Regulatory Matters – Fourth Quarter 2022


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Federal Energy Regulatory Commission
National – Electric & Natural Gas

President Biden has named Commissioner Willie Phillips Acting Chairman of the Federal Energy Regulatory Commission. Phillips joined the Commission in December 2021, prior to that he served as the Chairman of the District of Columbia Public Service Commission and has an extensive background in the areas of public utility regulation, bulk power system reliability, and corporate governance. Prior to that, Phillips served as Assistant General Counsel for the North American Electric Reliability Corporation. Acting Chairman Phillips has a Juris Doctor from Howard University School of Law, and a Bachelor of Science from the University of Montevallo.

Exiting the Merchant Function Taskforce
Ohio – Natural Gas

Columbia Gas of Ohio agreed to convene a collaborative process to discuss the potential exit from the merchant function for non-residential customers whereby Columbia Gas procures natural gas supply for its customers. Signatories to the agreement include Columbia Gas of Ohio, the Public Utilities Commission of Ohio, the Office of the Ohio Consumers’ Counsel, Interstate Gas Supply, the Retail Energy Supply Association, and several large customers and industrial groups. The agreement provides that, "Columbia shall convene a Non-Residential Customer Exit the Merchant Function Taskforce with participation open to the parties and interested stakeholders to discuss the specific details of a filing regarding a potential modification or exit by Columbia from the merchant function for non-residential customers (i.e., non-residential customers that consume 300 Mcf or more on an annual basis)."  The taskforce will not address an exit of the merchant function for residential consumers.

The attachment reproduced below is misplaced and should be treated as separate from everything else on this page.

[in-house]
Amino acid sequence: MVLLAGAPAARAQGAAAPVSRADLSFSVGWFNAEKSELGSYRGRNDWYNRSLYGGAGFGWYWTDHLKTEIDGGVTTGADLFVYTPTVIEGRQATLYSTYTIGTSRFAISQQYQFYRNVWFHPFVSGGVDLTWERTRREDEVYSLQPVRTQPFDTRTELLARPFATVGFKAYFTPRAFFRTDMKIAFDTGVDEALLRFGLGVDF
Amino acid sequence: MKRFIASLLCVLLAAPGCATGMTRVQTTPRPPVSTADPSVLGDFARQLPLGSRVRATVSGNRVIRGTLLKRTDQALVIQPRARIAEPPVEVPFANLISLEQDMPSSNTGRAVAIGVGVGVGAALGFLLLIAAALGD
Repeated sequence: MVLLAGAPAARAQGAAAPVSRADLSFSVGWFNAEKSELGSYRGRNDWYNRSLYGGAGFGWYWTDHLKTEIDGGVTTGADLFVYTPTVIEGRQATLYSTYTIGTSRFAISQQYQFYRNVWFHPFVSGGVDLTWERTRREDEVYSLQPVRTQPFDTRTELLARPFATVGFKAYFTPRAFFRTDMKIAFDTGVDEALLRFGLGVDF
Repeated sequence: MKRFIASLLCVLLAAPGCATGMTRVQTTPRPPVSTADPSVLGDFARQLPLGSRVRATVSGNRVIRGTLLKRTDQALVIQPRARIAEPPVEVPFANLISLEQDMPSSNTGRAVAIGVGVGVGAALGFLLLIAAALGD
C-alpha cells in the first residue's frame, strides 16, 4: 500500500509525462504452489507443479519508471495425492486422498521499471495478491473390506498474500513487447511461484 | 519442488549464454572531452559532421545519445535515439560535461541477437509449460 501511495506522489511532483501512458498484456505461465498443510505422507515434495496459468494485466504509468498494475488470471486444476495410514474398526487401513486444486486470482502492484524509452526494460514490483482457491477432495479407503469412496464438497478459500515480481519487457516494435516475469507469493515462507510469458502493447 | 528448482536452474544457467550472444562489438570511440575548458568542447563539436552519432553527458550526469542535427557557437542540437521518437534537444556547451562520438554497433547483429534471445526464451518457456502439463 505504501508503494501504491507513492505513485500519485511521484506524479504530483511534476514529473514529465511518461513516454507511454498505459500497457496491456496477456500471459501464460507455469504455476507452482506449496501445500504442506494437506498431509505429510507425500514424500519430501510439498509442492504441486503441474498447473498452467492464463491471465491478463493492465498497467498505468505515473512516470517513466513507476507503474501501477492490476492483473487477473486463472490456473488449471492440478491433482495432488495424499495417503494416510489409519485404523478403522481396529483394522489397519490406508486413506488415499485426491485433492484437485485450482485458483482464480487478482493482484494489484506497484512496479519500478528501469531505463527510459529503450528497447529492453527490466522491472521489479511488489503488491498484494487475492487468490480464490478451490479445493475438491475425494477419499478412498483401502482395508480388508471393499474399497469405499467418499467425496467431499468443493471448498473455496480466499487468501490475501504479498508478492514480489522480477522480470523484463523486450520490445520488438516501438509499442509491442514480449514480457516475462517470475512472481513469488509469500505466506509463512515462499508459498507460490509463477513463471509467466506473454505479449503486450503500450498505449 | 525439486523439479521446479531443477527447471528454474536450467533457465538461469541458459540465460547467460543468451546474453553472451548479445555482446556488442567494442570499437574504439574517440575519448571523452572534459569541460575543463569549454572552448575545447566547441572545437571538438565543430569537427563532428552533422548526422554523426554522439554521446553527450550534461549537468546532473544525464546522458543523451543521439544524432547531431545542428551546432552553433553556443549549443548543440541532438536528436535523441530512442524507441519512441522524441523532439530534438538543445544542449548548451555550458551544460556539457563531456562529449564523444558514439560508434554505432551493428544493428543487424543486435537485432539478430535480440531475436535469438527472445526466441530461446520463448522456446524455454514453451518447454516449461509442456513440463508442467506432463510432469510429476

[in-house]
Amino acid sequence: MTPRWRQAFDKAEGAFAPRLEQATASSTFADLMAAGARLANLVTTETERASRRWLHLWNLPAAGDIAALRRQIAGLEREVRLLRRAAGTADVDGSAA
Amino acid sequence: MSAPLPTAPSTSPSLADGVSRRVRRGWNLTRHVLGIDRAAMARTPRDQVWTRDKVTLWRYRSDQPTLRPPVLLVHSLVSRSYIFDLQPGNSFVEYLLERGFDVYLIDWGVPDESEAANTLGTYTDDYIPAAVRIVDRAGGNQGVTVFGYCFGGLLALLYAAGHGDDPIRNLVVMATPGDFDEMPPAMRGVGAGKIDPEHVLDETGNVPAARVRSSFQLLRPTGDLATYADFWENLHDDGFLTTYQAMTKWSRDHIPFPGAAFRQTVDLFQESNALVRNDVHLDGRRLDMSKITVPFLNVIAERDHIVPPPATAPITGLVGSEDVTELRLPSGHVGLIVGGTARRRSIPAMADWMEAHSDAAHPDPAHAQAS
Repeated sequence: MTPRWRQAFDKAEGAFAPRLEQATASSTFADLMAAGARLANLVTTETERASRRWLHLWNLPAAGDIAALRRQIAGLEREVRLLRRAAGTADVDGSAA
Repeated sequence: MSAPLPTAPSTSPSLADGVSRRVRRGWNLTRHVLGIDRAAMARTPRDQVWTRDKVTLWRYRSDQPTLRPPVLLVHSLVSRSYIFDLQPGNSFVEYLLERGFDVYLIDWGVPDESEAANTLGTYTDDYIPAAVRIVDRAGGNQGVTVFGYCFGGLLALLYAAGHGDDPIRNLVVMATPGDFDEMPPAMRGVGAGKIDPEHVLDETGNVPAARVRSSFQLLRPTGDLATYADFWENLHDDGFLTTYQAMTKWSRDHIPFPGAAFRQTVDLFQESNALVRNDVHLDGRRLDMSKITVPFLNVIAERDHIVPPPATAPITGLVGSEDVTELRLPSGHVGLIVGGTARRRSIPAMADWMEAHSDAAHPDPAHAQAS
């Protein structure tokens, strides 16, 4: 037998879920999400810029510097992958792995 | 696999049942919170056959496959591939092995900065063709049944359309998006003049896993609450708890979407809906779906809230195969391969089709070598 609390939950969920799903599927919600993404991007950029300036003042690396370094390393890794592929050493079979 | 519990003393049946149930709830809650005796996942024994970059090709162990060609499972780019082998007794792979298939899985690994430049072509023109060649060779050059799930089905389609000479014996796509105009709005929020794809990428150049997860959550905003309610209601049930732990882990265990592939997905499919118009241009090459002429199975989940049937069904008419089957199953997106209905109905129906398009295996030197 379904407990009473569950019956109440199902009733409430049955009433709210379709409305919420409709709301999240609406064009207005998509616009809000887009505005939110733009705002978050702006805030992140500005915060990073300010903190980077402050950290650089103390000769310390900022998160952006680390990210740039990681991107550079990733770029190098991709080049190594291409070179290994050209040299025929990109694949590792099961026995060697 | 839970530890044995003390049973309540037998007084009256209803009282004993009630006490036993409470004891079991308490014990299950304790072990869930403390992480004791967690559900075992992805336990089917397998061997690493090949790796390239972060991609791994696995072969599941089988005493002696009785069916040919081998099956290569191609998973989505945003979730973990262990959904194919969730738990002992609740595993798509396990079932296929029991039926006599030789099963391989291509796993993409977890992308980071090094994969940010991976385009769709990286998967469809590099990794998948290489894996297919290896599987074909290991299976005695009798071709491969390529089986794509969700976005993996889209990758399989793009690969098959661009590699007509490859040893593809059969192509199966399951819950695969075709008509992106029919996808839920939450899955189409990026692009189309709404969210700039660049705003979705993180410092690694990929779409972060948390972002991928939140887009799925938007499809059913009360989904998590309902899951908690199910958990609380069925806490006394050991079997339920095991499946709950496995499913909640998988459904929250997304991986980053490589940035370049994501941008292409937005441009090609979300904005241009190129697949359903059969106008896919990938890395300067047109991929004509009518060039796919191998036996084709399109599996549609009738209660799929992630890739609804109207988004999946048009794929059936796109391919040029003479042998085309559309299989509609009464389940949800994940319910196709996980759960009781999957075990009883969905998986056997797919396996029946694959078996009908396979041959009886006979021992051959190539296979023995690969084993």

ISO New England Mystic Cost of Service Agreement
Massachusetts – Electric